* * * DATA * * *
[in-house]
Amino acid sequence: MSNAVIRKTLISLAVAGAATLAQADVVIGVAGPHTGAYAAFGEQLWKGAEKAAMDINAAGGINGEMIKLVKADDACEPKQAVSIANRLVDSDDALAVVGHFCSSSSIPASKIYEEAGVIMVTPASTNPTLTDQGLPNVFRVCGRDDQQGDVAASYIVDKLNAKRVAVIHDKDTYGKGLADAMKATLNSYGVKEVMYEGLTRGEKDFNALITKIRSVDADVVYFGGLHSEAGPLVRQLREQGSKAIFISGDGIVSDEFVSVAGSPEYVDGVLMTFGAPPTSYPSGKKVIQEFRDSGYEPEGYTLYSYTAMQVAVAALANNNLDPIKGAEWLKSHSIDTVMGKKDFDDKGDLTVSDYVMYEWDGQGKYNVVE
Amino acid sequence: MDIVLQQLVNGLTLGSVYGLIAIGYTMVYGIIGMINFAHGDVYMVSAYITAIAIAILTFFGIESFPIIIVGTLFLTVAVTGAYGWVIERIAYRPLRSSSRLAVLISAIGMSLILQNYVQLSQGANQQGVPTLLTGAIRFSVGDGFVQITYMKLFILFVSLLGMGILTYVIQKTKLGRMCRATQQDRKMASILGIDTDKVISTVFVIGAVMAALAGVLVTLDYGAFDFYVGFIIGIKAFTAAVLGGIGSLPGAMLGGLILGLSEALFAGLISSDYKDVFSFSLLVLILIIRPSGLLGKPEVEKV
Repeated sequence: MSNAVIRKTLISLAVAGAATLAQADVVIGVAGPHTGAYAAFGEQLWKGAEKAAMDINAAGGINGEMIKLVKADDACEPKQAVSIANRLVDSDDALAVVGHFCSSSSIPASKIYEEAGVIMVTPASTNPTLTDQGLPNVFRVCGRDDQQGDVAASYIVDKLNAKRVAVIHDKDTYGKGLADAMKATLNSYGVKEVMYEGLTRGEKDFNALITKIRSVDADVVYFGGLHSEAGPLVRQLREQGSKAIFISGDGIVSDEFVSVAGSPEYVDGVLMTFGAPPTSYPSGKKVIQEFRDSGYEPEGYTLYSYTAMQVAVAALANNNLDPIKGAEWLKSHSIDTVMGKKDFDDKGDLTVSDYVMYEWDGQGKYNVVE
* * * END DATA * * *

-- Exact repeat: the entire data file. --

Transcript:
[in-house]
Amino acid sequence: MSNAVIRKTLISLAVAGAATLAQADVVIGVAGPHTGAYAAFGEQLWKGAEKAAMDINAAGGINGEMIKLVKADDACEPKQAVSIANRLVDSDDALAVVGHFCSSSSIPASKIYEEAGVIMVTPASTNPTLTDQGLPNVFRVCGRDDQQGDVAASYIVDKLNAKRVAVIHDKDTYGKGLADAMKATLNSYGVKEVMYEGLTRGEKDFNALITKIRSVDADVVYFGGLHSEAGPLVRQLREQGSKAIFISGDGIVSDEFVSVAGSPEYVDGVLMTFGAPPTSYPSGKKVIQEFRDSGYEPEGYTLYSYTAMQVAVAALANNNLDPIKGAEWLKSHSIDTVMGKKDFDDKGDLTVSDYVMYEWDGQGKYNVVE
Amino acid sequence: MDIVLQQLVNGLTLGSVYGLIAIGYTMVYGIIGMINFAHGDVYMVSAYITAIAIAILTFFGIESFPIIIVGTLFLTVAVTGAYGWVIERIAYRPLRSSSRLAVLISAIGMSLILQNYVQLSQGANQQGVPTLLTGAIRFSVGDGFVQITYMKLFILFVSLLGMGILTYVIQKTKLGRMCRATQQDRKMASILGIDTDKVISTVFVIGAVMAALAGVLVTLDYGAFDFYVGFIIGIKAFTAAVLGGIGSLPGAMLGGLILGLSEALFAGLISSDYKDVFSFSLLVLILIIRPSGLLGKPEVEKV
Repeated sequence: MSNAVIRKTLISLAVAGAATLAQADVVIGVAGPHTGAYAAFGEQLWKGAEKAAMDINAAGGINGEMIKLVKADDACEPKQAVSIANRLVDSDDALAVVGHFCSSSSIPASKIYEEAGVIMVTPASTNPTLTDQGLPNVFRVCGRDDQQGDVAASYIVDKLNAKRVAVIHDKDTYGKGLADAMKATLNSYGVKEVMYEGLTRGEKDFNALITKIRSVDADVVYFGGLHSEAGPLVRQLREQGSKAIFISGDGIVSDEFVSVAGSPEYVDGVLMTFGAPPTSYPSGKKVIQEFRDSGYEPEGYTLYSYTAMQVAVAALANNNLDPIKGAEWLKSHSIDTVMGKKDFDDKGDLTVSDYVMYEWDGQGKYNVVE